Union Tribune

September 19, 2002 

Probe to focus on hijackers from S.D.
Time is not right yet to air matter


WASHINGTON Congressional investigators plan to shine a
spotlight on how two of the Sept. 11 hijackers who lived openly
in San Diego escaped detection despite being identified in 1999
as "possible associates" of al-Qaeda, the terrorist network that
launched the attacks.

But one top member of a joint Senate-House committee
investigating pre-Sept. 11 intelligence failures appeared
uncertain about when the matter would be aired publicly.

"Again, this goes to the issue of can we get the individuals that we
need as witnesses and the information that we need declassified
to have a public hearing precisely on that issue," said Senate
Intelligence Committee Chairman Bob Graham, D-Fla. "We are
not there yet."

One member of the panel, Sen. Carl Levin, D-Mich., said
intelligence information that should have alerted authorities to
Khalid al-Midhar and Nawaf Alhazmi was "bungled" and they
were "inexplicably" kept off a State Department watch list until
just three weeks before the attacks.

The FBI's Los Angeles field office did not receive a request to
search for the two men until the day of the attacks, Eleanor Hill,
the staff director of the congressional investigation, said during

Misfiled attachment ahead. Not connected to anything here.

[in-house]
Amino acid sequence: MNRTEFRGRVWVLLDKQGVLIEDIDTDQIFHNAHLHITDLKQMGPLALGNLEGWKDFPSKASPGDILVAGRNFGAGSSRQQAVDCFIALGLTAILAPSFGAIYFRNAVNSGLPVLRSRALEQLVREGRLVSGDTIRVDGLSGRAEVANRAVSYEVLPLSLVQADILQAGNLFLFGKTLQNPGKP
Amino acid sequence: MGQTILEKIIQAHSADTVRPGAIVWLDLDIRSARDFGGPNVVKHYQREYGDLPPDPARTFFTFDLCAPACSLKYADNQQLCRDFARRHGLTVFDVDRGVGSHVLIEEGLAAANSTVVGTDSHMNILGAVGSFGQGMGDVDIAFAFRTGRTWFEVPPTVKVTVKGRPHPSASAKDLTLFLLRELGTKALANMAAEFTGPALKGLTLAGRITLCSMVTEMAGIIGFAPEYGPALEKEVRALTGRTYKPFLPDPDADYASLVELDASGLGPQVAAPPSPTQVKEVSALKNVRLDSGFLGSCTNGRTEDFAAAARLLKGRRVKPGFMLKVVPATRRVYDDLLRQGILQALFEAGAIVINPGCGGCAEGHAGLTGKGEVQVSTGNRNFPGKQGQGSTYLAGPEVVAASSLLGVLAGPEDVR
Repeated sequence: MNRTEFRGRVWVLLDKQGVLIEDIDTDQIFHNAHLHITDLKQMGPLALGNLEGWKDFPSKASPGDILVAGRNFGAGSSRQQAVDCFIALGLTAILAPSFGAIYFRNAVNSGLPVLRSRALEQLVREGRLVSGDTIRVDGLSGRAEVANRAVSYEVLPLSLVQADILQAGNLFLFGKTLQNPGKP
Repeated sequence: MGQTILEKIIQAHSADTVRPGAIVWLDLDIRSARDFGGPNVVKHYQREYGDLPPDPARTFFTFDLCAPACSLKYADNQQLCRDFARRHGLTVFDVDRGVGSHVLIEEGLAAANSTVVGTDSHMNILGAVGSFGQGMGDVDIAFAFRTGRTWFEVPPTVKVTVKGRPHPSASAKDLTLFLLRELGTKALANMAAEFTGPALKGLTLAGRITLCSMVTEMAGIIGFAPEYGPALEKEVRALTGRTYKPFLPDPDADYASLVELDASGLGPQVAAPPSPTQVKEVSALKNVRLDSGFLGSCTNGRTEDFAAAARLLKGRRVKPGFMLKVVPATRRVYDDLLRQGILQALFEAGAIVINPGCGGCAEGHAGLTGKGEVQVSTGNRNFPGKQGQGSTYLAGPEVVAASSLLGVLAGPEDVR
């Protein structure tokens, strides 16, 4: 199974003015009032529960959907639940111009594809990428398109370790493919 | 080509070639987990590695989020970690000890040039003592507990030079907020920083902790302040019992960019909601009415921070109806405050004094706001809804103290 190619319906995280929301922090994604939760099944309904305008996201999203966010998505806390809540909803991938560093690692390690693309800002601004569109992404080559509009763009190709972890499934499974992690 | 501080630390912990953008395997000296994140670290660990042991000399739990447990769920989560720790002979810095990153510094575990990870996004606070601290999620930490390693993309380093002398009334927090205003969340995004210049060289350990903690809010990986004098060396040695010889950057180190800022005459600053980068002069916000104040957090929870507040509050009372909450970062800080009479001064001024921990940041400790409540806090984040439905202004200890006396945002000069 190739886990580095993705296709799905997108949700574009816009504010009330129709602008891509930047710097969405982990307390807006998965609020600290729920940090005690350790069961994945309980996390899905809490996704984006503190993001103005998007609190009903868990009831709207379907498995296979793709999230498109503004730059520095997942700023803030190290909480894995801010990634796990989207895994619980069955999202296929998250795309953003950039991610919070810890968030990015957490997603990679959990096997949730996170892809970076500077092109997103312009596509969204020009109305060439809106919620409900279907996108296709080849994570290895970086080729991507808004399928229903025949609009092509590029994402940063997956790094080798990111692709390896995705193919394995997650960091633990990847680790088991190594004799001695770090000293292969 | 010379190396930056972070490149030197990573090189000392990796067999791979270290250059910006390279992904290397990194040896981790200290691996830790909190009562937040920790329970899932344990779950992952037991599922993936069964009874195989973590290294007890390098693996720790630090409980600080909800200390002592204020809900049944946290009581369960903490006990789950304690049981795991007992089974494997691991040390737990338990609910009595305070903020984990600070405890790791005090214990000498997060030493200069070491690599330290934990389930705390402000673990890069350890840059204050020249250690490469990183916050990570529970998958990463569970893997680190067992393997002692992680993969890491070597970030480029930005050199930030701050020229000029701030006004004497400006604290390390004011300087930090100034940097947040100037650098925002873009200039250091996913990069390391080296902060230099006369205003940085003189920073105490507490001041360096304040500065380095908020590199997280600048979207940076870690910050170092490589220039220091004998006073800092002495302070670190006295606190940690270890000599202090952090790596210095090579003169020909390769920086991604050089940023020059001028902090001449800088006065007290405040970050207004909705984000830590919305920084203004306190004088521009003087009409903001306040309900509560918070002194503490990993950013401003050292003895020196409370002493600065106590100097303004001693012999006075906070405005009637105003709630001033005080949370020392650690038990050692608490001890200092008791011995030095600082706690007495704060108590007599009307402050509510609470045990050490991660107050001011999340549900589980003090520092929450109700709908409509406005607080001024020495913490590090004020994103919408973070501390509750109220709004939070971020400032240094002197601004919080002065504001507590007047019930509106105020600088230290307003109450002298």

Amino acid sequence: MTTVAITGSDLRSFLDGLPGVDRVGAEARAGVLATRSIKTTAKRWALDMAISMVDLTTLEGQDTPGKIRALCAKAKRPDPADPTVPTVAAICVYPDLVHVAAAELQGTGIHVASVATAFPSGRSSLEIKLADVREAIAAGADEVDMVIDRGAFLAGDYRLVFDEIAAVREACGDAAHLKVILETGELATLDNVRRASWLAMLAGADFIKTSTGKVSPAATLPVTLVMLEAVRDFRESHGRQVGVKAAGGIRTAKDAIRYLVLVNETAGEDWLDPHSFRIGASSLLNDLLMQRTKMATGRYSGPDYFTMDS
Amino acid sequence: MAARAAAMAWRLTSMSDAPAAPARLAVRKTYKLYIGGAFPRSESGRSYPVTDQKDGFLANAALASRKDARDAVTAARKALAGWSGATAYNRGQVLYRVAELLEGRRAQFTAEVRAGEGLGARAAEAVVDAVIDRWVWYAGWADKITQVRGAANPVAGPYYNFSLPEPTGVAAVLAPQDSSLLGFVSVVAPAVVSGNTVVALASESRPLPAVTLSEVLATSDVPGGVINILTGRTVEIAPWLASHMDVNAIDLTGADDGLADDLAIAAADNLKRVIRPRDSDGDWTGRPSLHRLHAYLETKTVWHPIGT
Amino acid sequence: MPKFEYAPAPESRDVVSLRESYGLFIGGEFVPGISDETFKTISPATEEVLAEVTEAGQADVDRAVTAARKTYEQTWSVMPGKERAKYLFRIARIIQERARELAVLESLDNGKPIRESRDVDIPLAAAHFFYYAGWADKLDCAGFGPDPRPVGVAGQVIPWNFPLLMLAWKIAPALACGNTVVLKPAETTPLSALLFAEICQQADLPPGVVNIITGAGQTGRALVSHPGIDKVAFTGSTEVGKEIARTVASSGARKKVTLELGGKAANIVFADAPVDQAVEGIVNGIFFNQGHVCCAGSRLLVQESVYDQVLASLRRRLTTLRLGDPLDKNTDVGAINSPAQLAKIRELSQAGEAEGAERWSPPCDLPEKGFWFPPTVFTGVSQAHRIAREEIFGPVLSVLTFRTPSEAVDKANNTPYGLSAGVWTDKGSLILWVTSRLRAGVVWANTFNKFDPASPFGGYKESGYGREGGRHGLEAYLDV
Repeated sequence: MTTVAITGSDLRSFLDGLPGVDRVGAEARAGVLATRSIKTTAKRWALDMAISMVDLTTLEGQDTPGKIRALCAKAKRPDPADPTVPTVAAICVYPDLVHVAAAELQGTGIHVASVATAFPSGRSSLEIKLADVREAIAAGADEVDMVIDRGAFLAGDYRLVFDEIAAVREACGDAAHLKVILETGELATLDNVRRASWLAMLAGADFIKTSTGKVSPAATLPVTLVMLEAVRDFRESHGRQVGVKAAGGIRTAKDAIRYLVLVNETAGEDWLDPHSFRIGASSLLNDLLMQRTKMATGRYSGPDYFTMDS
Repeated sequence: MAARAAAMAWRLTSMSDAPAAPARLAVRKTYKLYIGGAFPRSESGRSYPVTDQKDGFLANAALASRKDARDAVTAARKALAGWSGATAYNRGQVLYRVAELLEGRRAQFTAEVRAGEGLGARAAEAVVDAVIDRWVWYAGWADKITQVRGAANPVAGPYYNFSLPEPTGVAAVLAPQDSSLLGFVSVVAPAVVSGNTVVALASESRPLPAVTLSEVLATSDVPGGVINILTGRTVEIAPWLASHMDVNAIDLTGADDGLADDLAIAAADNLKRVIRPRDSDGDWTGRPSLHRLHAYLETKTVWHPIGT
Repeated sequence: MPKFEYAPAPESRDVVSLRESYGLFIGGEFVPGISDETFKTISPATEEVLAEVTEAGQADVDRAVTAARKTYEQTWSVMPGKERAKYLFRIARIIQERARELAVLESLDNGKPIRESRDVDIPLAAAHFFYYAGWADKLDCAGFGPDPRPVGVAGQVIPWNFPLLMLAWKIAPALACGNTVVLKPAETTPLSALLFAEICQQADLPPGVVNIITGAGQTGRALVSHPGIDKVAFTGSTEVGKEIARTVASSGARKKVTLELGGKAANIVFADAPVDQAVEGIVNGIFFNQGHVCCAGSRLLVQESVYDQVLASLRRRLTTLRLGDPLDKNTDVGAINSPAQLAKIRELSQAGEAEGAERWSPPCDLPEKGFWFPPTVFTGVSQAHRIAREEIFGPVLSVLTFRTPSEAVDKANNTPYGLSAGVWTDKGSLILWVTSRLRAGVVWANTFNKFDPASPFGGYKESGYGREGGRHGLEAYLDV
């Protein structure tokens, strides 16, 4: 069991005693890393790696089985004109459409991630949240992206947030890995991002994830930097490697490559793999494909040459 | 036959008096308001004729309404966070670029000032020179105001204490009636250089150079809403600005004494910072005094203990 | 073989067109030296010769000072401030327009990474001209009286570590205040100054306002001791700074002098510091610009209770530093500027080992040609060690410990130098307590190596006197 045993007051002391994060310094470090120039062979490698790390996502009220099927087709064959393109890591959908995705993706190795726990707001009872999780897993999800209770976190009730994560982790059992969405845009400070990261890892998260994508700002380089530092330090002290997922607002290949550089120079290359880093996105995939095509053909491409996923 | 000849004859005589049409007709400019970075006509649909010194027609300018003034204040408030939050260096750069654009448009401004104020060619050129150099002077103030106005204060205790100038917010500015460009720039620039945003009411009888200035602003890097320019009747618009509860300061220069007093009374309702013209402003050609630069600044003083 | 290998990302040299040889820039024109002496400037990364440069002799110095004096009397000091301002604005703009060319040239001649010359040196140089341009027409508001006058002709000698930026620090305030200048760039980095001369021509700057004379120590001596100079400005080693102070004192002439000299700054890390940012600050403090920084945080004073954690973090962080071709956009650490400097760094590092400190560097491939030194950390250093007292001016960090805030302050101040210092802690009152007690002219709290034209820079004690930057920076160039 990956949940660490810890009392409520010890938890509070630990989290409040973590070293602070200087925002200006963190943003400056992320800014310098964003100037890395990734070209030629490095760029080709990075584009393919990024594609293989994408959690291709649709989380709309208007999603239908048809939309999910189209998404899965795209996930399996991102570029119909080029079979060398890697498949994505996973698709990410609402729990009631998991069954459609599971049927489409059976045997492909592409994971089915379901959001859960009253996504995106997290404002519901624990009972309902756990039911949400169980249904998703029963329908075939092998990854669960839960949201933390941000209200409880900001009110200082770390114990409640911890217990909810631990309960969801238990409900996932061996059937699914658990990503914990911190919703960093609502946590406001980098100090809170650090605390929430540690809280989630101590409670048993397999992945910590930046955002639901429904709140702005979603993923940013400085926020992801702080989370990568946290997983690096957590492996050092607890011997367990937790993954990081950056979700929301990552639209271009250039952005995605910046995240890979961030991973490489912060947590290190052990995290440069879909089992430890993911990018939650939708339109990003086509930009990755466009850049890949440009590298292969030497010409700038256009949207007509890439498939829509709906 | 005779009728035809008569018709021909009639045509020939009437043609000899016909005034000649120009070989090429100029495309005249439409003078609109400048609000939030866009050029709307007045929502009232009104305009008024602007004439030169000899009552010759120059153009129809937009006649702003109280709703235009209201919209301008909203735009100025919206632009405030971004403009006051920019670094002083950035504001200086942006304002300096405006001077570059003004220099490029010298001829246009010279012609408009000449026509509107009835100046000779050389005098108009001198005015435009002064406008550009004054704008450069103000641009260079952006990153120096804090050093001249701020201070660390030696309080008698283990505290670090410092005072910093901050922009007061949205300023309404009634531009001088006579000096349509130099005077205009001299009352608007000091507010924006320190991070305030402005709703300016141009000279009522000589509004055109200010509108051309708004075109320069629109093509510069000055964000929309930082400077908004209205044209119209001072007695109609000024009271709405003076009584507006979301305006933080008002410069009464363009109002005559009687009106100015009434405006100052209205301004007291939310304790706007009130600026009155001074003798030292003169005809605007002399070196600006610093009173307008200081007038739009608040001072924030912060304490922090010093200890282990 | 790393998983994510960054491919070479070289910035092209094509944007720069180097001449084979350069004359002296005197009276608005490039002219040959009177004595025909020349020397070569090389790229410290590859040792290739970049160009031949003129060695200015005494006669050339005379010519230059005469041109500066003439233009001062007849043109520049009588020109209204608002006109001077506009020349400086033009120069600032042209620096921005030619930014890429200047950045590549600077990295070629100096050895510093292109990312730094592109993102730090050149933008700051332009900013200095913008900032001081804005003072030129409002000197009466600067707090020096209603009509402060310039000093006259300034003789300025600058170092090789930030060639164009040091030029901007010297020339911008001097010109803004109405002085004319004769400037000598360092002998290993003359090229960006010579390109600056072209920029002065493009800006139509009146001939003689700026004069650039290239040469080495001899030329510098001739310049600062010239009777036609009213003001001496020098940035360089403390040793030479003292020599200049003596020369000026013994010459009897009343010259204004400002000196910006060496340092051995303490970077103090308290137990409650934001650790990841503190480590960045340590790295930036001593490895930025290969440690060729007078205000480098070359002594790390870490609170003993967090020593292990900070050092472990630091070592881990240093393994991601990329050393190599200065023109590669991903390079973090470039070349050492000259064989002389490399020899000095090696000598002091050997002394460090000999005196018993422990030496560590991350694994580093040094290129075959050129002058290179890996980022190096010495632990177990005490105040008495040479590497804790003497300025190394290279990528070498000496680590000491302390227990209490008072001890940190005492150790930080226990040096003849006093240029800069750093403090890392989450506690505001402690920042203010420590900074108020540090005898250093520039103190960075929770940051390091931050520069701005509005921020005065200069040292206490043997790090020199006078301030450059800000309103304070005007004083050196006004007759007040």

the first open hearing on the investigation.

"We're going to go into that particular case in much more detail
when we present our testimony or statement on the hijackers,"
she said. "We will . . . tell you what we've heard from people who
were handling that information at the time and why it slipped by
them. But I think you may hear everything from 'they had too
many things to do, it wasn't considered that significant, they
were overwhelmed,' and 'it was simply a mistake.' "

Appearing before the committee, spouses of two victims of the
attacks on the Pentagon and World Trade Center complained
bitterly about the failure of intelligence agencies to track down
al-Midhar and Alhazmi, who helped hijack the plane that
slammed into the Pentagon.

The two hijackers had lived in the San Diego area for all or part of

"Two of the hijackers . . . were known to the CIA before they
entered the country, were living as roommates with an FBI
informant," said Stephen Push, whose wife, Lisa Raines, died in
the Pentagon crash. 

"They were eventually put on the watch list, but then they were
allowed to board the planes using their real names, as if the
airlines either didn't have the watch list or didn't consult it."

Push was referring to recent news reports that named
Abdussattar Shaikh, a Muslim leader from Lemon Grove, as an
FBI informant. Shaikh, who has denied the reports, rented a
room to al-Midhar and Alhazmi in 2000.

Hill said the two men first came to the attention of U.S.
intelligence officials in 1999 as "possible associates " of Osama
bin Laden's terrorist network. She did not elaborate on what
drew the attention.

Alhazmi and al-Midhar were observed at an al-Qaeda meeting in
Malaysia in January 2000, a few days before they entered the
United States through Los Angeles. But intelligence officials
didn't ask that their names be added to a State Department watch
list until Aug. 23, 2001, Hill said.

The Immigration and Naturalization Service and U.S. Customs
had determined that at least one of the men was probably in the
United States, prompting FBI officials in Washington to request
searches for them in New York and Los Angeles, she said.

Copyright 2002 Union-Tribune Publishing Co.